Capture Products, Data Capture Products, confused?

Jun 16

All technology markets are guilty of coming up with at least one or two confusing terms. In the document imaging world, it’s terms with very similar sounding names. They are technically similar, but strictly different.

One of the most confusing things in the imaging world is the difference between Image Capture software often just called Capture, and Data Capture software. Not only are the names confusing, but technically there is a lot of overlap. All data capture products have imaging capabilities, all capture products have basic data capture. The risk of the confusion is replacing one product for the other. For example, organizations that attempt to take the data capture functionality built into a capture application for a full blown project, end with little success and a lot of frustration. Let me explain where they fit.

Capture products have the primary function of delivering quality images in a proper document structure. They often feature image clean-up, review, and page splitting tools that are more advanced then the scanning found in data capture applications. Most demonstrate what is called rubber-band OCR, the reading of a specific coordinate on a page. Some go as far as creating templates where coordinates zones are saved. This is where the solutions get confused with data capture. Until there is a registration of documents and proper forms processing approaches, it is not data capture. The risk of such basic templates is low accuracy and zones that do not always collect data.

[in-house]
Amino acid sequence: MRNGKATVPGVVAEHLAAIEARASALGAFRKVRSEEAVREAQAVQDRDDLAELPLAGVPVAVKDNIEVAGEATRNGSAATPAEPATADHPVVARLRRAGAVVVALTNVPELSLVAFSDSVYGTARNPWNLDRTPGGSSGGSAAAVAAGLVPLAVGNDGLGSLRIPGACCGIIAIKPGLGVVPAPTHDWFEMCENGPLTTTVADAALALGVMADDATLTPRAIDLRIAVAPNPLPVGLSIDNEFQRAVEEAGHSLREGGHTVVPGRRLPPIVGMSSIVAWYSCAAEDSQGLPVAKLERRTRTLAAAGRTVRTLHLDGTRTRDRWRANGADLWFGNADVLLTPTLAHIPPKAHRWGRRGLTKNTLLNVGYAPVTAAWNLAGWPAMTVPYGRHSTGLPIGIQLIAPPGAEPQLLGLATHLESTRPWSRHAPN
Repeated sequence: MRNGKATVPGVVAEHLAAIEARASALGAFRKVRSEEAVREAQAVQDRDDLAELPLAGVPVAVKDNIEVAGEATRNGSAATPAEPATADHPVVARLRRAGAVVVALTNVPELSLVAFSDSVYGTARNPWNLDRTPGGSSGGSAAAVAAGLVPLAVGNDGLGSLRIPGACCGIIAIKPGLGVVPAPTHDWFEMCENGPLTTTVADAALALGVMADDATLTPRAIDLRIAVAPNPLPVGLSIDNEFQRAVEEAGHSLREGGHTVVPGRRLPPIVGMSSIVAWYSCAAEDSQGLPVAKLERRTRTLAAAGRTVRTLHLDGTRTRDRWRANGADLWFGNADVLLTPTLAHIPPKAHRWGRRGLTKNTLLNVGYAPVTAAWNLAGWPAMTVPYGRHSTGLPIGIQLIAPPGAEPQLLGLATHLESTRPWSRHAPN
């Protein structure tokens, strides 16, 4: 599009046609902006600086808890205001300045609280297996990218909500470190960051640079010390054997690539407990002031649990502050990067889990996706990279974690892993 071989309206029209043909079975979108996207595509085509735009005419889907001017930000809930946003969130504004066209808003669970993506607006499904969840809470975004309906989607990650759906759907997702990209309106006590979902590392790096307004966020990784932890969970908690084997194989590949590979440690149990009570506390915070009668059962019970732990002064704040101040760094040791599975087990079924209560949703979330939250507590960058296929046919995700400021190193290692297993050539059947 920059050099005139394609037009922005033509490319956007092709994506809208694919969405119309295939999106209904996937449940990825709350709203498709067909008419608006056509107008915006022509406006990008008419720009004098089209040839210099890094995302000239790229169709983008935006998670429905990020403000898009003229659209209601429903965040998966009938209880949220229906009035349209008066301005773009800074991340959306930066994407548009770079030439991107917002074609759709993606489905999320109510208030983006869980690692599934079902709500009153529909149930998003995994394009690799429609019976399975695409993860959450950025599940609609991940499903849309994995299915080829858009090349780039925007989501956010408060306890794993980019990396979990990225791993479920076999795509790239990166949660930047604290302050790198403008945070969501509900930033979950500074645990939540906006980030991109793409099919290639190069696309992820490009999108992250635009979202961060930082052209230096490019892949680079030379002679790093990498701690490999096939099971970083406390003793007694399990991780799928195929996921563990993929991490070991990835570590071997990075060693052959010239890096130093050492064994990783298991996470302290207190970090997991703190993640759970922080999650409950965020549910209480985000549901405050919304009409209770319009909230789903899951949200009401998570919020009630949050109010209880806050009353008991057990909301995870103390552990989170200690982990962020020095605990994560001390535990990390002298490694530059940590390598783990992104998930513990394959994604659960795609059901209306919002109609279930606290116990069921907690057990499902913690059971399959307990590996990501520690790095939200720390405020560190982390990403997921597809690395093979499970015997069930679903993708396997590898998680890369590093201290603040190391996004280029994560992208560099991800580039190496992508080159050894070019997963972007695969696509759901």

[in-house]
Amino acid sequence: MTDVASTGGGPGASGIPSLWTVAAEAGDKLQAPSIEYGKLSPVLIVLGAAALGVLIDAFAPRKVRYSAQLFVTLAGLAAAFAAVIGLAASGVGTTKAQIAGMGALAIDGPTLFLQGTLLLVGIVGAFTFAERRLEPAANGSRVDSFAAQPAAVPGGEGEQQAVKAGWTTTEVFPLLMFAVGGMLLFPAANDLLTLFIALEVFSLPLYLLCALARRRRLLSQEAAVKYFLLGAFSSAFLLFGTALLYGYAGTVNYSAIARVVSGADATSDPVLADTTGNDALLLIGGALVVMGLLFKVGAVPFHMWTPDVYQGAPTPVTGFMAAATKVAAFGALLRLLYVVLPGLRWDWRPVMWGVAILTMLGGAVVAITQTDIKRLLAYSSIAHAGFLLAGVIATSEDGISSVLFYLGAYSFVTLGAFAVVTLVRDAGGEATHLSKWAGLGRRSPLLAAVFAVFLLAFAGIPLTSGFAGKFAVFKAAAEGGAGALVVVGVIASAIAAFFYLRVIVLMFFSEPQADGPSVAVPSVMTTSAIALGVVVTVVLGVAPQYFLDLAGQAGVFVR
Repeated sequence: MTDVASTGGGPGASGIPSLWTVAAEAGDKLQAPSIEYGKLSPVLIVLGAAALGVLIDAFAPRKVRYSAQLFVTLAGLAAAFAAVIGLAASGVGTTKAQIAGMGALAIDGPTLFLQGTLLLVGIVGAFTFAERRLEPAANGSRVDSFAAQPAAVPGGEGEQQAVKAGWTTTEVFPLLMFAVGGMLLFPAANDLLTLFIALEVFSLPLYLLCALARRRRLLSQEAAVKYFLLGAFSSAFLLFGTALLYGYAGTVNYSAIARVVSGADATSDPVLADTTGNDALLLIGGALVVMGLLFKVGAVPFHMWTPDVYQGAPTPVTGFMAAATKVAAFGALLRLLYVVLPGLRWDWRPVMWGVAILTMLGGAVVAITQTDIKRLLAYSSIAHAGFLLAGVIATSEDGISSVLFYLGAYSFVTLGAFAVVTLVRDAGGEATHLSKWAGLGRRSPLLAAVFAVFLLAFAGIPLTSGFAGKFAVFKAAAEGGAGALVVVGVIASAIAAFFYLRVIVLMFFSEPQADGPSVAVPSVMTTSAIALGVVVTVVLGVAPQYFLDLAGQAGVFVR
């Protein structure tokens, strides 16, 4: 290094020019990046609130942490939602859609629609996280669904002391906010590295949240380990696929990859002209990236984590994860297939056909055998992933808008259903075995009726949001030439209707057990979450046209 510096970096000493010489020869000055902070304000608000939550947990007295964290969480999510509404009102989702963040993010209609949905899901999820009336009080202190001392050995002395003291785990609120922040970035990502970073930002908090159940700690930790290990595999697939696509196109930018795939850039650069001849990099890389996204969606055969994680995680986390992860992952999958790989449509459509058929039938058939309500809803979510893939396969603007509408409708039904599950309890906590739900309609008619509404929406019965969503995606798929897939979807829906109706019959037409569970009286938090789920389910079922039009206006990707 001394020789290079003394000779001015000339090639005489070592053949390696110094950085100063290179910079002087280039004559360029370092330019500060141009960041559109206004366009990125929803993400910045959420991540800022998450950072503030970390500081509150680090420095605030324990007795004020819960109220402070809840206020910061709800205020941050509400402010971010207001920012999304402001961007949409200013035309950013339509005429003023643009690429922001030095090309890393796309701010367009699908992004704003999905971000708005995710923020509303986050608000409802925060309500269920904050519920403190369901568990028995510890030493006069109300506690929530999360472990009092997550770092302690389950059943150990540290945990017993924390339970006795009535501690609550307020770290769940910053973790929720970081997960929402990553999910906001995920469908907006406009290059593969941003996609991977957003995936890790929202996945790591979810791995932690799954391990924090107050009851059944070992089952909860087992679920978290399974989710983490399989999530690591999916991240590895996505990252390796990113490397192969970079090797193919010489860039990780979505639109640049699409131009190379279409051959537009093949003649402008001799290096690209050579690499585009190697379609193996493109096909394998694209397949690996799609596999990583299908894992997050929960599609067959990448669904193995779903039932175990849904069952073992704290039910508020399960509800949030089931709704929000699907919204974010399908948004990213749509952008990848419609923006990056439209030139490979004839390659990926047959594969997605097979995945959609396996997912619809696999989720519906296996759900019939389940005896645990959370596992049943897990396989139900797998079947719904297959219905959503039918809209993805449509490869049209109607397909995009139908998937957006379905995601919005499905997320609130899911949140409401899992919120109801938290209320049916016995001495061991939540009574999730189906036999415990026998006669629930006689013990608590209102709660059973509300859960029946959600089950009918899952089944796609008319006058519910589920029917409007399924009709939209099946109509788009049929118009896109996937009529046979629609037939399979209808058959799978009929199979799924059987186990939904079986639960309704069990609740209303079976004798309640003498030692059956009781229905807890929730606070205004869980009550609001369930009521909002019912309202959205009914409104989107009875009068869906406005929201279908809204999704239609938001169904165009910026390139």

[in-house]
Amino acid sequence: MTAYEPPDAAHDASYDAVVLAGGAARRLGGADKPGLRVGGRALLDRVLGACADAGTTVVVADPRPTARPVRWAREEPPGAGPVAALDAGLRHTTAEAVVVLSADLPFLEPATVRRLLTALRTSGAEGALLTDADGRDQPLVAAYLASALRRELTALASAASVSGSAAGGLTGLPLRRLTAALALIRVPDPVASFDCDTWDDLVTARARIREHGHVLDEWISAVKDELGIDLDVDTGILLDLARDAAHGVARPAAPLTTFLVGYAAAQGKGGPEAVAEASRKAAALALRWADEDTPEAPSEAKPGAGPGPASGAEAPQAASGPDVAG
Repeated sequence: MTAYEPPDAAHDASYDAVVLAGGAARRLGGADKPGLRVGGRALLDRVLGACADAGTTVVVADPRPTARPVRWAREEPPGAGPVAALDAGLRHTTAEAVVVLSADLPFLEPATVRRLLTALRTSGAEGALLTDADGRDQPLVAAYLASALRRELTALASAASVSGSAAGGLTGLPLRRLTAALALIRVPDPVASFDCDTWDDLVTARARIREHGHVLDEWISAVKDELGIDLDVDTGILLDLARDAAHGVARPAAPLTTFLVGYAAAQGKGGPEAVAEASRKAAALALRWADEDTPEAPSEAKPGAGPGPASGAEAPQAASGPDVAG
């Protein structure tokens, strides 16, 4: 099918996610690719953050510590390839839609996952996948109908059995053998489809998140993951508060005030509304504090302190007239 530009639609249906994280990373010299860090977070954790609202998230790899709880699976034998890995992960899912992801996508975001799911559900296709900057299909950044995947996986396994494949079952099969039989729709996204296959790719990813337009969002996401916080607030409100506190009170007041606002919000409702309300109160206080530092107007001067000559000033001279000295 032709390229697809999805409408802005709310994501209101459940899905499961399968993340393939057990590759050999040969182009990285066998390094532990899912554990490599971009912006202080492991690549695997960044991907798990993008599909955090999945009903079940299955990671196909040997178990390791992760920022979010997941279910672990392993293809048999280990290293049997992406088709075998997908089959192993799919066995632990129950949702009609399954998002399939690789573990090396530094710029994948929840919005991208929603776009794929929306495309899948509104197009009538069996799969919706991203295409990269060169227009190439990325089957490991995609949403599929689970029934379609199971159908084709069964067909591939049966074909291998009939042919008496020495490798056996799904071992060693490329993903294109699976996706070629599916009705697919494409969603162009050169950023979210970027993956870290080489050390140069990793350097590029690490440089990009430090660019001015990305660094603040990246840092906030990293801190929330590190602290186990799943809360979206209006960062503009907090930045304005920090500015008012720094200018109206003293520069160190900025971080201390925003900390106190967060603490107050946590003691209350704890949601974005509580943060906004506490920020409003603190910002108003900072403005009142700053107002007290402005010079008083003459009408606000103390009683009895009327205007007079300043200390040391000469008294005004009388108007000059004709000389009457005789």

Data capture products need images to function, so it was an obvious choice to add scanning to the solutions. These solutions however are better fed by a full capture application that has the performance and additional features such as batch naming, annotations, page splitting, etc. that the organization may require in the resulting image files. For data capture, the purpose of image capture is for getting data only and sometimes neglect the features that are important for image storage and archival.

In the end, both solutions are improving in the other’s territory. Eventually the lines will blur to the point where feature-wise they will be identical, and the benefit of one over the other will be rooted in the vendors expertise, either capture or data capture. If your primary requirement is quality images, the capture vendors solution is best chosen, but if it’s data extraction, then data capture rooted solutions are better.

Chris Riley – About

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